How well do our non-polyp chronic rhinosinusitis patients do when treated with oral steroids as part of their medical therapy?
Background: Because we now look at chronic rhinosinusitis (CRS) as an inflammatory problem, the use of topical and oral corticosteroids becomes more important. Systematic evaluation of oral steroid use in CRS without nasal polyposis (CRSsNP) has not been done previously. The objective of this study was to review any evidence in the CRS literature.
Explore this issue:September 2011
Study design: Ovid and PubMed databases searched for studies on oral steroid therapy for CRS with nasal polyps. All manuscripts were graded using evidence-based medicine (EBM) levels.
Setting: Academic medical center.
Synopsis: Out of 2,397 abstracts, 126 showed evidence of oral steroid use in CRS. Further review showed 33 studies, including 30 relating to CRSsNP and three relating to allergic fungal sinusitis (AFS). The CRSsNP studies did not include randomized controlled trials or clinical studies employing oral corticosteroids alone. Most studies with EBM levels of 4 or 5 consisted of review articles or expert opinion and should therefore be seen as data-weak recommendations for using oral steroids for CRSsNP. One level 3 prospective study involved the use of oral corticosteroids with antibiotics and topical steroids. The multi-drug regimen improved symptoms, radiologic findings, short-term relapses, nasal endoscopy and cytokine pattern expression. For AFS, a level 1 randomized controlled study and a level 3 prospective study found the use of oral corticosteroids beneficial in controlling postoperative recurrence with improved endoscopy and CT scan grade levels.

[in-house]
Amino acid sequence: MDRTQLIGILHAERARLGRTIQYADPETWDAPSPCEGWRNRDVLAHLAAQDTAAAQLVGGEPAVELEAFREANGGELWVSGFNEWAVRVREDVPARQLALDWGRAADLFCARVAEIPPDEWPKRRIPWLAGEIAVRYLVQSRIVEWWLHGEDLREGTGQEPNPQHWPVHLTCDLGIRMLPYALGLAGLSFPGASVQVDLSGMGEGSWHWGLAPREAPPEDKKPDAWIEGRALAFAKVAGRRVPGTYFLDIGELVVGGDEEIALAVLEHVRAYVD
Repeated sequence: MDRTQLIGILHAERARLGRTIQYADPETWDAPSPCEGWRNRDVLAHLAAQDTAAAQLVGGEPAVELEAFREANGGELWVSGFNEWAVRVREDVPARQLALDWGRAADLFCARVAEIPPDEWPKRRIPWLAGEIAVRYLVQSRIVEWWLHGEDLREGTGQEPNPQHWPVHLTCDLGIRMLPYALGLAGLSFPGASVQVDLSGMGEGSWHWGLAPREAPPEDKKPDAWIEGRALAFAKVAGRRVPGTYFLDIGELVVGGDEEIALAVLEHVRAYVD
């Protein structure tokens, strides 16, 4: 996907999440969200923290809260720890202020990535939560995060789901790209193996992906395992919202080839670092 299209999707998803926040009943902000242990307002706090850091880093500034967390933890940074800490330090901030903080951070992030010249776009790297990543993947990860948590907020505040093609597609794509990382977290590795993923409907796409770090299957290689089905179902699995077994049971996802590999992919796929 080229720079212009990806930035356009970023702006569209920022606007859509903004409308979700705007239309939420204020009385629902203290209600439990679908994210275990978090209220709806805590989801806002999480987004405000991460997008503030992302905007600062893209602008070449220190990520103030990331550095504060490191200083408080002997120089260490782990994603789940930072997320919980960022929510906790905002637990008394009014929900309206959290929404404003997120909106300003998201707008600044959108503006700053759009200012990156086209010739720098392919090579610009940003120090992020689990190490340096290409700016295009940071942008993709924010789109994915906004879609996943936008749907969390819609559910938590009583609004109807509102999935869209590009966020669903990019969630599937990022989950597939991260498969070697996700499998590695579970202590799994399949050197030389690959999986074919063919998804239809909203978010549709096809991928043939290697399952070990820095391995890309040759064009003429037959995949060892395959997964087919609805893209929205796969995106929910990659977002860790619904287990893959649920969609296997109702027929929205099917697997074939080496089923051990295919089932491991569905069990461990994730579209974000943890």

Bottom line: Oral corticosteroids have not been used alone in any study for CRSsNP; therefore, no data are available. Oral corticosteroids used in combination therapy with antibiotics and topical steroids do show improvement in symptoms, short-term relapses, control of AFS and improved endoscopy and radiologic grading levels. Unfortunately, all these studies have an EBM level of 4 or 5 and, as such, are minimally evidence based.
Citation: Lal D, Hwang PH. Oral corticosteroid therapy in chronic rhinosinusitis without polyposis: a systematic review. Int Forum Allergy Rhinol. 2011;1(2):136-143.
—Reviewed by James A. Stankiewicz, MD